The family’s wealth was largely derived from the husband’s business activities in commercial airline leasing with the majority held in a discretionary trust established in the British Virgin Islands (“BVI”) in December 2002 (“the Trust”). The Trust had as its trustee, until shortly before the judgment, a Hong Kong based fiduciary company, Royal Fiduciary Group (“RFG”) of which Mr Tim Bennett (“TB”) was a director. RFG merged with or was acquired by the Third Respondent in the case, another offshore trust corporation of which TB became a director. The judge noted that TB was the “human face and mind” of the trustees, taking the lead in speaking for them and in informing and forming RFG’s decisions in relation to the Trust and the husband. The protector of the Trust was a long-standing Dubai-based friend of the husband, Mr Richard Smith (“RS”).

Neither the trustees, TB nor RS responded to the proceedings by participating in them as parties or directly as witnesses. TB made available on behalf of the Trust some information and documentation, however, although he withheld more than he offered (of which more later).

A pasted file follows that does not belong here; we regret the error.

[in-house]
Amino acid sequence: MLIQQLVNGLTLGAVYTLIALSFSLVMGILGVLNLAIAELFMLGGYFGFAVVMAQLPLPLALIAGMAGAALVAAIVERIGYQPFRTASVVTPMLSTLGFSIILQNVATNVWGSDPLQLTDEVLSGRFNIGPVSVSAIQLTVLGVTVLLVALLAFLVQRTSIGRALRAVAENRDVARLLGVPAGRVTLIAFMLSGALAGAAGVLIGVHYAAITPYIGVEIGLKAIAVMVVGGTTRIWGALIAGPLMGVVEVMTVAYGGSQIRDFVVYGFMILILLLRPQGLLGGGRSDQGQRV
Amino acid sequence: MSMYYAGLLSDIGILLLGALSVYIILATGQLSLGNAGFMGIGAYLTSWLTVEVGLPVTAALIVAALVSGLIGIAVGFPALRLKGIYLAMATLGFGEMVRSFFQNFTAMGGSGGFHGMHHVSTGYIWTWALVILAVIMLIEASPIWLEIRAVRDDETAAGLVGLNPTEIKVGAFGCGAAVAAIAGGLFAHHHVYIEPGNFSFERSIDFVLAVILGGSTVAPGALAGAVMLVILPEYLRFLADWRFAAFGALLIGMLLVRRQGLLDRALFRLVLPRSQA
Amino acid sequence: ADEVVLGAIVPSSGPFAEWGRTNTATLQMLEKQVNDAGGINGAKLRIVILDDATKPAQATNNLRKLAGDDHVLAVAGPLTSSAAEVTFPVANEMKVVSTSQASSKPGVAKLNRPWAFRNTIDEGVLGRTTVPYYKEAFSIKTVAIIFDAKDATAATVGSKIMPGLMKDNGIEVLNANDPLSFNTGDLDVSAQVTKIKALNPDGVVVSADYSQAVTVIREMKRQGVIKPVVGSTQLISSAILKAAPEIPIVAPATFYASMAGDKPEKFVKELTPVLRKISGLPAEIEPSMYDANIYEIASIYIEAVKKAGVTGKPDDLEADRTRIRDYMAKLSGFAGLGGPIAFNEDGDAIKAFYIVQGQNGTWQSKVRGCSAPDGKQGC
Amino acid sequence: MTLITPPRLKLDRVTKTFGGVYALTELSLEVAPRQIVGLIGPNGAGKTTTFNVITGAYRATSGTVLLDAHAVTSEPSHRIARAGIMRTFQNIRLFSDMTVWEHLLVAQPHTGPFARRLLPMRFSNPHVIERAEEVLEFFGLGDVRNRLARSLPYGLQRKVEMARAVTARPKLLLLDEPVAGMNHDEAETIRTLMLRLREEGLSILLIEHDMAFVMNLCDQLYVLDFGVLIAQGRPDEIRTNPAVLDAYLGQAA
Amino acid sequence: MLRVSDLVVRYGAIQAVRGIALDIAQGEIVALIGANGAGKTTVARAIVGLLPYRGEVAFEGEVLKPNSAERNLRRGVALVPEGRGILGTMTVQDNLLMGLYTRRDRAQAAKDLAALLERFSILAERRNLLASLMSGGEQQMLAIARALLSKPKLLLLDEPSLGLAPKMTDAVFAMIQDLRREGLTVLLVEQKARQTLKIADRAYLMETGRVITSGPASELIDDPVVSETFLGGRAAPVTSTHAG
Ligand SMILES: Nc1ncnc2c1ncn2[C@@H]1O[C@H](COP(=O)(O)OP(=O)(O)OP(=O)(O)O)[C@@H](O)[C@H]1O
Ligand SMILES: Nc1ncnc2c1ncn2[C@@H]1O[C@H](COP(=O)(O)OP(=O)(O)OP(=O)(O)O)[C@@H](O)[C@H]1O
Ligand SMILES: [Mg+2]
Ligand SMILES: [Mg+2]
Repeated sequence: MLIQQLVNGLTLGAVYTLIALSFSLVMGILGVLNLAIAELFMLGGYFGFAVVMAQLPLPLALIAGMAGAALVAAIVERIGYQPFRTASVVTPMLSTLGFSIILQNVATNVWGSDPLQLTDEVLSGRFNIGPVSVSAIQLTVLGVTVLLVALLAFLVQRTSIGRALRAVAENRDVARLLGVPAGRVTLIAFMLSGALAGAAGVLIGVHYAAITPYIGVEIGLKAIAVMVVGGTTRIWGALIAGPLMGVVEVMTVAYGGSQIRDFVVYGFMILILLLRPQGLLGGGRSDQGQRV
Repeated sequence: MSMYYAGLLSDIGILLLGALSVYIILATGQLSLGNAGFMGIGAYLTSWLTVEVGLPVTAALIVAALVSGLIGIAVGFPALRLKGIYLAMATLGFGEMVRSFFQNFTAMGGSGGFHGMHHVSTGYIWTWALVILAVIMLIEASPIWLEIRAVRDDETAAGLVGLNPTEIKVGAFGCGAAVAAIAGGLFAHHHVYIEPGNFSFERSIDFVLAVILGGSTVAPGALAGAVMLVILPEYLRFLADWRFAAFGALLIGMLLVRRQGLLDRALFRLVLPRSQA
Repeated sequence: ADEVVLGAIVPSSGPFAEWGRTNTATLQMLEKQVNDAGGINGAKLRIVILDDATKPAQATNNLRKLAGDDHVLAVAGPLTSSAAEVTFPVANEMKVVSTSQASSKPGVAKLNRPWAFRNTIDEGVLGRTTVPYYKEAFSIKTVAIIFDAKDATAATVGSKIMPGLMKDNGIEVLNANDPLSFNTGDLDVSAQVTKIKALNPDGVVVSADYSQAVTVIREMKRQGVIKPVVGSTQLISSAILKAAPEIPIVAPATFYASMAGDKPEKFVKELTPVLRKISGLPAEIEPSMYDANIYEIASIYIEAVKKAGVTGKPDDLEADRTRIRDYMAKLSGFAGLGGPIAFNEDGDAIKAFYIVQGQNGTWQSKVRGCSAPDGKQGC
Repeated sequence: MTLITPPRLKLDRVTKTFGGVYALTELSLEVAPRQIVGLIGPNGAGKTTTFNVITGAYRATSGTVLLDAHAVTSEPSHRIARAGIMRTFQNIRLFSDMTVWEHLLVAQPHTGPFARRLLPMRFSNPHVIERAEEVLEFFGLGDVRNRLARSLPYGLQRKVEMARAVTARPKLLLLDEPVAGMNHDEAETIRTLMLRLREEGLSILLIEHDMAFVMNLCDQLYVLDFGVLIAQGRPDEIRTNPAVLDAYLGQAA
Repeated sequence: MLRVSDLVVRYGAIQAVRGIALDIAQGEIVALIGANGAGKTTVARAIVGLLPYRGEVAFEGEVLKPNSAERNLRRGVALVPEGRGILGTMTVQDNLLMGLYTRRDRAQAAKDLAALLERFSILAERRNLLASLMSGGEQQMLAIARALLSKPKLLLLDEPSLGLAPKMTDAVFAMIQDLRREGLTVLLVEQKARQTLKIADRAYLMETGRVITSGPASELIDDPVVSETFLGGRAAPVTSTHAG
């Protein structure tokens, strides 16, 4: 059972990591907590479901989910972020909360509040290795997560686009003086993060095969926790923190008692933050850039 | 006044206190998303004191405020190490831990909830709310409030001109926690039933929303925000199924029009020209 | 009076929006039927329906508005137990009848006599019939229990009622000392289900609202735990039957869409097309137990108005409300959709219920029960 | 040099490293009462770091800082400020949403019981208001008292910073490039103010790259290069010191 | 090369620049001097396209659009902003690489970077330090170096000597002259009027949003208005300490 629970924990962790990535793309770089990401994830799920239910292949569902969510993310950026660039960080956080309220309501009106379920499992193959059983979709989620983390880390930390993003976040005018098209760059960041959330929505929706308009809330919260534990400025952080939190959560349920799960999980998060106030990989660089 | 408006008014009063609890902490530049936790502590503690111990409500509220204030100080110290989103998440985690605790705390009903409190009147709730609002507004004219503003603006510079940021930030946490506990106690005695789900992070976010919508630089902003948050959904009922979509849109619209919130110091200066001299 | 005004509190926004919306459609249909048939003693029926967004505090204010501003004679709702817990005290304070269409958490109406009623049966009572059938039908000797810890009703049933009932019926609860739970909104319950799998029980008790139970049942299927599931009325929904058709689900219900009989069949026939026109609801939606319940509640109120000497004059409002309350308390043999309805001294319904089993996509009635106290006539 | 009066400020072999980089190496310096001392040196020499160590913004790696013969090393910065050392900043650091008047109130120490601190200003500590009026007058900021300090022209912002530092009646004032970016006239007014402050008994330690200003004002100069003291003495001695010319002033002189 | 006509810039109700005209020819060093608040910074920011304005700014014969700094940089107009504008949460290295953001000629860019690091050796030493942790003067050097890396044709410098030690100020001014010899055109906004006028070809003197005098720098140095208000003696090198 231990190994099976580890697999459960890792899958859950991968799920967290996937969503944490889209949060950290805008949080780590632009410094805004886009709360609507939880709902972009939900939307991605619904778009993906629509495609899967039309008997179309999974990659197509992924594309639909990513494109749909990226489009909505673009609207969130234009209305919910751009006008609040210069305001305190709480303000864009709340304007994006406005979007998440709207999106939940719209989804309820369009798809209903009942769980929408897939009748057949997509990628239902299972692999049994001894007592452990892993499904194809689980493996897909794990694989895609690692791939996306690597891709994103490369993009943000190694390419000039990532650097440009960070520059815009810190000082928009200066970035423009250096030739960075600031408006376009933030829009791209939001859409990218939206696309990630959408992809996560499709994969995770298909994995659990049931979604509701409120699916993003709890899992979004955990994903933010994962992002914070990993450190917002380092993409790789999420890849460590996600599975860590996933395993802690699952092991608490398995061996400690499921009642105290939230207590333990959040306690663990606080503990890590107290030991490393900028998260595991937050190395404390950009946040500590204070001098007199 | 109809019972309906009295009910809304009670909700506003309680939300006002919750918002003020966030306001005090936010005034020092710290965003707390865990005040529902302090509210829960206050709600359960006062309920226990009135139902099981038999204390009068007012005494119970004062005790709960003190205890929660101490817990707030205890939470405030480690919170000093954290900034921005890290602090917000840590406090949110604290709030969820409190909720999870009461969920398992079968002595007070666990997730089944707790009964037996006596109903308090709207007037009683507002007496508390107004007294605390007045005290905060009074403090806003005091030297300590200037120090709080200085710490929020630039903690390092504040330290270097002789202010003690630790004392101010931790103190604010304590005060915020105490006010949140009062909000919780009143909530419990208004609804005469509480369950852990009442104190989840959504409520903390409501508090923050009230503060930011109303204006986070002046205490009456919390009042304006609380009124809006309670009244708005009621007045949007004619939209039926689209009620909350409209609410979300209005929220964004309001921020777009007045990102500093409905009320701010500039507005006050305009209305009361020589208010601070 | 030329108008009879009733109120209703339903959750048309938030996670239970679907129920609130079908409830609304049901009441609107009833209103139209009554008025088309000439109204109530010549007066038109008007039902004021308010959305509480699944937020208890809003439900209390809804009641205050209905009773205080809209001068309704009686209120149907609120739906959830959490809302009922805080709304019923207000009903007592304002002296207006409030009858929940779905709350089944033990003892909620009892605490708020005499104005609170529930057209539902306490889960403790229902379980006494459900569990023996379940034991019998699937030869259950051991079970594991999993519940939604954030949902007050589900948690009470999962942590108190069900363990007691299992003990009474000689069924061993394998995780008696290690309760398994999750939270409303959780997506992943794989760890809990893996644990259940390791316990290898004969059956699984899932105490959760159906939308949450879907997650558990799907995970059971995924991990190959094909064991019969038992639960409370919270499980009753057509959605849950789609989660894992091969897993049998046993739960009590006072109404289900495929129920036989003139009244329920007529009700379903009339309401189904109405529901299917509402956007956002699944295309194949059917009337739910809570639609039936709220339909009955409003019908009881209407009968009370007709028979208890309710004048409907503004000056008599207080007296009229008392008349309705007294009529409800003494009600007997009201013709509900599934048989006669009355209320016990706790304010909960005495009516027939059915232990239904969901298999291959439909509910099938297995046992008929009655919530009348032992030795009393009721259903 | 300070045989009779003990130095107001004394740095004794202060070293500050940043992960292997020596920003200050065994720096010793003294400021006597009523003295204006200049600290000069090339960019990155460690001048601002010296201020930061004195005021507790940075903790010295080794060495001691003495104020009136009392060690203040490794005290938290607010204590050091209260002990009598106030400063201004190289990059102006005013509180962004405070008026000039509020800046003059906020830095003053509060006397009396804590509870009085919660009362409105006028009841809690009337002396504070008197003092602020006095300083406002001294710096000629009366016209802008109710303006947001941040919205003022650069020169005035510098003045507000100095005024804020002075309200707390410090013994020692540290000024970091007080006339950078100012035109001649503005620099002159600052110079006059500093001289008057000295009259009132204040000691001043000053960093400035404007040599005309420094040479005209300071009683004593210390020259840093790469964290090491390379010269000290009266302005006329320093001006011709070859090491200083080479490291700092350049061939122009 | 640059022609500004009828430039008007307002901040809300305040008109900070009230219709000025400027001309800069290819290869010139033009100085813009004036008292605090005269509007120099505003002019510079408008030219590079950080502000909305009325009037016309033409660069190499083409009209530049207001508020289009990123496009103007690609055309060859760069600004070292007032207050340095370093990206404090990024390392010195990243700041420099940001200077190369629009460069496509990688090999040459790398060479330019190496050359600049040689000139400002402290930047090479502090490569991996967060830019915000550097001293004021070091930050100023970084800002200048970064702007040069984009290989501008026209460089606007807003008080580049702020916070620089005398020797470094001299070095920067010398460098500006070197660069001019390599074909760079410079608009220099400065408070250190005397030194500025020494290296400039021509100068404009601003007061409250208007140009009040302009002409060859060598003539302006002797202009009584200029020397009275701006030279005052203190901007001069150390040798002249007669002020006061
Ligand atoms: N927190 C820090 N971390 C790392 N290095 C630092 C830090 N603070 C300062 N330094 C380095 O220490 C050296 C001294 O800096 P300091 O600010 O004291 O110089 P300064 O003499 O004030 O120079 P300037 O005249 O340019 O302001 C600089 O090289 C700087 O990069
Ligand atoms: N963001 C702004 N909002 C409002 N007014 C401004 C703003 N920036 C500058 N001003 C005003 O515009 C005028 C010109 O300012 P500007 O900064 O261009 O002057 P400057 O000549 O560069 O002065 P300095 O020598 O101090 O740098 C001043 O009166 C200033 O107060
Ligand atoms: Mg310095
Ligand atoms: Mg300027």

The husband and the children were potential beneficiaries of the Trust until 2010 but the wife was never a potential beneficiary.

By late 2013, TB had already taken steps to exclude the husband permanently and irrevocably as a beneficiary of the Trust, on the basis that (i) the purpose of the Trust was to benefit his children and grandchildren; and (ii) the trustees were obliged to protect the Trust’s assets from further losses which might arise due to the proceedings. After November 2013, the husband’s only source of liquid capital was his 1928 Bentley, which he pledged to his solicitors on account of costs and which became the subject of protracted interlocutory proceedings. The wife sought the Bentley’s sale so the proceeds could be applied towards discharging arrears of MPS (which the husband had not paid as he was ordered to). The 1928 Bentley was eventually sold to the Trust for £650,000, with £550,000 paid to the husband’s solicitors and the £100,000 balance used towards reducing his liability to the Trust. Following hearings in 2014, Singer J suspended the liabilities for MPS and legal services provision as well as the wife’s enforcement applications, pending the final hearing.